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Challenging Determinism: Freedom of Choice with Chat Artificial Intelligence GPt-4.o



After the launch of the GPT-4o Chat, Berkeley professor Barry Schwarz's book on the Paradox of Freedom of Choice is still valid in the legal field. Two decades after the publication of this research, Google CEO Sundar Pichai, who has been the head of that company for the same amount of time, reveals that the growing implementation of artificial intelligence in its platforms generates progressively more options to decide, which are imported from its different platforms and content sources.


In other words, Google with Chat GPT solves any enigma by proposing countless link options, cataloged by priorities designed and acquired without recurrence, applying artificial intelligence. It employs “transformers” or neurological networks with multiple and iterative attention that simultaneously understand translations, language models and tokenization of words, interpretations of living images, interconnected communication mechanisms and organized systems of response possibilities. Associated, the different transformers develop a scheme for determining the will to make decisions, offering numerous options but obviously without carrying the final responsibility of adopting any. Faced with our uncertainty of choosing, the digital world has already artificially made available any way of life we ​​choose.


Options or freedom? Schwarz maintains in his paradox that the greater the possibility of choice, the more individuals we expose ourselves to a paralysis of our freedom to decide. On the contrary, given fewer options, individuals feel greater satisfaction when exercising it. The explosion of consumer options increased our ability to choose almost all the definitions of life that guide us, such as sexual identity, political preferences, the environment, forms of communication, education, and work, to name just a few. some. Unfortunately, this increase in choice options, as proposed by artificial intelligence, is not reflected in greater freedom of decision. It generates a paradoxical paralysis in the face of so many options, disrupting the old maxim that the greater the options, the greater the freedom. Nor do we choose between our own options, but the freedom to choose is exercised through the offering of a number of artificially conceived and apparently reliable options.


What would the lawyer do in the client's place? In our practice, lawyers no longer advise our clients what they should do, but rather we represent their legal options with the risks of each one, so that they can finally choose. And we add intelligent legaltech services to those options to probabilistically calculate the client's chances of happening. It seems fairer this way, but clients always ask us what we would do in their place and we tell them that we are not or cannot be in our clients' shoes. We argue that ethically, it is not our place to occupy their position.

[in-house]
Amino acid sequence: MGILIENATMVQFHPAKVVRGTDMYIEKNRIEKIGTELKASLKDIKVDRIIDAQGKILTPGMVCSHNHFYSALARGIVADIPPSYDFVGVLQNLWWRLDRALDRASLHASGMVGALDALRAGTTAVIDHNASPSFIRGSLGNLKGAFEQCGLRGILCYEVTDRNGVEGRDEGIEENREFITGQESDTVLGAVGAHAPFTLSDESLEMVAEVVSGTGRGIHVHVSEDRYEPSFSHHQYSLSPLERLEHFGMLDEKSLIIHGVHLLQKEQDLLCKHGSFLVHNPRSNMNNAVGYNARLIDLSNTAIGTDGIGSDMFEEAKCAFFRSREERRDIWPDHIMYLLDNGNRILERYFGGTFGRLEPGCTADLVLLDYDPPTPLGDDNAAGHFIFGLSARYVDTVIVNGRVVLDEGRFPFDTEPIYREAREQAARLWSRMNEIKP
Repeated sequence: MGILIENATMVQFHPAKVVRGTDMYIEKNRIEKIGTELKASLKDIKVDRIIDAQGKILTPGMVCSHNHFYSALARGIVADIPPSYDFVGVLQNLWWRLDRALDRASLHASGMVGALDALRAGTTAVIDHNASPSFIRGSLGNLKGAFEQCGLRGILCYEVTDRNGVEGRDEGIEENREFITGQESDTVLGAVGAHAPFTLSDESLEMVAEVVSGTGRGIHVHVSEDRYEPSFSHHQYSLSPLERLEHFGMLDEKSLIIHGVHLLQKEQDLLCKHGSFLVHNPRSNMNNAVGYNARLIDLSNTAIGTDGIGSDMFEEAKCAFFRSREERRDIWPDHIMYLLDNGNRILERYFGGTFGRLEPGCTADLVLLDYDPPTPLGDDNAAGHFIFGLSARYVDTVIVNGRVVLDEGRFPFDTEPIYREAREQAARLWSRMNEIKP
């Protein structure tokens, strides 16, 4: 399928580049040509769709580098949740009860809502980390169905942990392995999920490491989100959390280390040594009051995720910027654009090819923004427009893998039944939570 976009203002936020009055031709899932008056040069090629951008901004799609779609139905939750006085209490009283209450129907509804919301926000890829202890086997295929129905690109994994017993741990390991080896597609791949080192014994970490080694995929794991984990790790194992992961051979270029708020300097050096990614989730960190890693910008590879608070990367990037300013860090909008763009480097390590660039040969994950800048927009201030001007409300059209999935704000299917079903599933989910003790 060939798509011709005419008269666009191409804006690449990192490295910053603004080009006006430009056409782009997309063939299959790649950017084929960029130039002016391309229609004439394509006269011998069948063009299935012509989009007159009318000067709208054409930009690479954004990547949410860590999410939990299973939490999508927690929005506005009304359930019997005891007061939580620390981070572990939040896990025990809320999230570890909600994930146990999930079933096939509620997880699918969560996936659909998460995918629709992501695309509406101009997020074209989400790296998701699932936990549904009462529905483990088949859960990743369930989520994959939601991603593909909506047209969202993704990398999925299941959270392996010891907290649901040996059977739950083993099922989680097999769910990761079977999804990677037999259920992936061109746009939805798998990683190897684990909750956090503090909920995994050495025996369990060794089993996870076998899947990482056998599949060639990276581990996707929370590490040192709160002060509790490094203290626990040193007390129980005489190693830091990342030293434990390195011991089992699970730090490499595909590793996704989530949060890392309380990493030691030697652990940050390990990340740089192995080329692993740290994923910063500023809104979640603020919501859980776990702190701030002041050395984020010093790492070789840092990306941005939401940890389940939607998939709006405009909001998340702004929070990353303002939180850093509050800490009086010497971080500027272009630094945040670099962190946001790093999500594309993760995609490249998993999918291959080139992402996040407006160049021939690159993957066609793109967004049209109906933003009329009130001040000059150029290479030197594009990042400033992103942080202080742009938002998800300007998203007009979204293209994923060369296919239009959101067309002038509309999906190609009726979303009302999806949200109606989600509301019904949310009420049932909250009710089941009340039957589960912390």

This type of relationship between attorney-client was consolidated over the last two decades, after the explosion of consumer options. Before it did not exist and we lawyers punctually recommended what our clients should choose. Without a doubt, clients felt greater satisfaction and protection then than now.


Update of the law? In the same way that other law schools, whether undergraduate or graduate, teach common or civil law, they offer us a very diversified selection of courses, explained by a professional need to specialize. These courses are presented as exotic jewels of legal specialization. And their teachers are simply ranked according to the consumption of those courses, based on their success with the new subject they teach and the number of students who enroll.

The regulatory specialties offer the law student a topic for a practice dedicated to very sophisticated areas. They point out that the more original, the more attractive the niche in the professional market. The traditional branches of law are questioned and designed based on this ultra-diversified process of law, recognizing involved regulatory ramifications with new subjects. Unfortunately, these courses do not necessarily provide an increase in the freedom to choose about the possibilities of legal science but only options for consuming law for students.    


Legislator's prejudices. Legislators update and manipulate the freedom of choice of individuals, also using quantities of options. They impose the right to housing over the right to property, various socio-labor equalities over individualism and self-employment, they prefer a coercive administration of commerce to the volatility and risks of competition, environmental protection to correct industrialism, the social and ecological sustainability of finances on the profitability of retirement pensions, among other regulatory sophistications. They justify each regulatory proposal as “socially mandatory and non-discriminatory options” determining how and when each one should be chosen.